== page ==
Yellowcard’s Self-Titled (S/T) marks the bands final album.
This album follows up their 2014 album, Lift A Sail, and the tune is much the same. Lift A Sail was seen as a departure from Yellowcard’s patented pop-punk sound to a more serious anthem-rock style. S/T follows in these footsteps and delivers a sadly mediocre last effort.
The album starts out with a strong track in “Rest In Peace.” It’s light and fluffy enough to start the album off with promise. Its flashy acoustics and melancholy lyrics want to set the tone for the rest of the record. However,” What Appears” struggles through its verses with distorted drums and uninspired guitar riffs only to be saved by the chorus. “Got Yours” is pure Yellowcard through and through. The beat is infectious and it doesn’t outstay its welcome. From here on there are a couple of tracks to find solace in. The first three minutes of “The Hurt Is Gone” does its best Jimmy Eat World impression and “Savior’s Robes” provides some much needed variety late in the album.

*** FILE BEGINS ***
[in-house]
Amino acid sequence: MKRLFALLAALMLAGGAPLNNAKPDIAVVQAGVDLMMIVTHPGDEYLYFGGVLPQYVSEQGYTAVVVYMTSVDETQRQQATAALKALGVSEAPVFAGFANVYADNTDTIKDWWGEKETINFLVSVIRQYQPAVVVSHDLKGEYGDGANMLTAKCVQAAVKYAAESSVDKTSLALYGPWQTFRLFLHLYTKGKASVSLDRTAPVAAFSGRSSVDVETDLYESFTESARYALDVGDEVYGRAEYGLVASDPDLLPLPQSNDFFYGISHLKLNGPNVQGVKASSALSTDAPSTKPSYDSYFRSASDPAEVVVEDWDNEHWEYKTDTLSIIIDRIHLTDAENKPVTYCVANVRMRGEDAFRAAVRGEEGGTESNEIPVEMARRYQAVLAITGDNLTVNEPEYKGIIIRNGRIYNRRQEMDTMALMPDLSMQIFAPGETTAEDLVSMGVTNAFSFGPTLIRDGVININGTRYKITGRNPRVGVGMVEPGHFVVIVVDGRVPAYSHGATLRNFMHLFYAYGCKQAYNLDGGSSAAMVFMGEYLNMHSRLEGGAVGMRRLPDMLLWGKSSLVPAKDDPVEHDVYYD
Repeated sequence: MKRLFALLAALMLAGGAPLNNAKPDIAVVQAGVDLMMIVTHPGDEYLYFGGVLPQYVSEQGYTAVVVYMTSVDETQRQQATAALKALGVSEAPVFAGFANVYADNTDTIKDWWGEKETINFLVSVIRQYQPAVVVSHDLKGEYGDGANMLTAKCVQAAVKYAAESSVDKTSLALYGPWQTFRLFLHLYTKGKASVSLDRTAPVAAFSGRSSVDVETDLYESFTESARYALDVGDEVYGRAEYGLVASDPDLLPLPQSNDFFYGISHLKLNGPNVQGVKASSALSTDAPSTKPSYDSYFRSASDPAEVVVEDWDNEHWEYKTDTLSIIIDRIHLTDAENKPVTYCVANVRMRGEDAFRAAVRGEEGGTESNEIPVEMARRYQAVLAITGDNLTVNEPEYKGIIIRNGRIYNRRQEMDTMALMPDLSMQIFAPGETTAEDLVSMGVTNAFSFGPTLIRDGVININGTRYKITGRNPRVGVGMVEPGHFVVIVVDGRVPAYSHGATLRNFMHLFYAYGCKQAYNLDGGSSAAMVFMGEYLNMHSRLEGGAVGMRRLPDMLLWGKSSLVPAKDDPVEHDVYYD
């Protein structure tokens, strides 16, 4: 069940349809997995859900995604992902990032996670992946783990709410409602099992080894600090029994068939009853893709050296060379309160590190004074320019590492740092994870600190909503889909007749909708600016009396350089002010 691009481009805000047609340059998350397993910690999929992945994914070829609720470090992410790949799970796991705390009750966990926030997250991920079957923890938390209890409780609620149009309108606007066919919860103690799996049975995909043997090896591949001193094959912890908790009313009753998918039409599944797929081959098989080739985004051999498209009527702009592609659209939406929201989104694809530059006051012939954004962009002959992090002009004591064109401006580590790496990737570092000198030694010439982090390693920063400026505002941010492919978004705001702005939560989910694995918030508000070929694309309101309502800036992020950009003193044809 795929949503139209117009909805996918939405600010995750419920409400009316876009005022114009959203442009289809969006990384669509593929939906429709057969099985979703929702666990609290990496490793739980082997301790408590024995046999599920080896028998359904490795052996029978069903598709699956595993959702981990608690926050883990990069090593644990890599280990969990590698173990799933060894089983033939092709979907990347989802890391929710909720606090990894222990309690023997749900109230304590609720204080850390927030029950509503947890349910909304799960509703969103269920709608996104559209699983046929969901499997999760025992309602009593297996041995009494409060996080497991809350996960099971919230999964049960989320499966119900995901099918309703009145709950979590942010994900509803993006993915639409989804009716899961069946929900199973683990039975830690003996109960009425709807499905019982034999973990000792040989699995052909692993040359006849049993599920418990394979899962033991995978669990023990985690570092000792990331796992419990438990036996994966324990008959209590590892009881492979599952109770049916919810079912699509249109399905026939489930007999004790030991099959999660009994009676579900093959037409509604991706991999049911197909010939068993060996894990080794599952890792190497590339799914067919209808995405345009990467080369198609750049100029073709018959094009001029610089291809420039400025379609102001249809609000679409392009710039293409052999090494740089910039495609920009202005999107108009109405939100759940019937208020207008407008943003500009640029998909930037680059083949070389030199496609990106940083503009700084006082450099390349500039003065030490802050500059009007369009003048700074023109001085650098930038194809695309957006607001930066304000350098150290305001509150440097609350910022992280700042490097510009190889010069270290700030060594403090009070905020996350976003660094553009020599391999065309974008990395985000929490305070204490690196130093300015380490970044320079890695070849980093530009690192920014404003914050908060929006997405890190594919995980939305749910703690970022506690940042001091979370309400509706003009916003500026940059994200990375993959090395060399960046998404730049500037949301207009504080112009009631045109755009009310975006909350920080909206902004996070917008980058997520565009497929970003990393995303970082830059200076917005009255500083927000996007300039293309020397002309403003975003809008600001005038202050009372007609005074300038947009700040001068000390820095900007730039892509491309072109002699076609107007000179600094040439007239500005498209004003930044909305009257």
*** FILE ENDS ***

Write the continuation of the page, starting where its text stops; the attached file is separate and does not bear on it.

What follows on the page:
The sound on S/T is a slightly less polished version of Lift A Sail with even less heart. The drums are robotic and overpower nearly every track with low bass notes and a monotonous rhythm. The usual flare is dulled down and lacks the spark the band is known for. A lot of the stylistic choices are strange and unfitting for Yellowcard. The added distortion, flat snare/bass, and sheltered guitar leads make the album feel more open and atmosphere, but loses the tightness it needs to thrive. A majority of the tracks are 30-60 second too long with boring outros and repetitive lyrics.
Since Yellowcard knew this was their last album they did everything in their advertising to remind you of that. It’s meant to show you how far they’ve come as a band and to cherish the memories they’ve given you along the way. The lyrics aren’t as impactful as they should be because of this self-awareness. S/T is by far the slowest album Yellowcard has ever produced and while that may appeal to some, I think they would’ve benefited with going out with a bang. It’s a shame that at the end of such a well-received tenure we are asking ourselves, “That’s it?”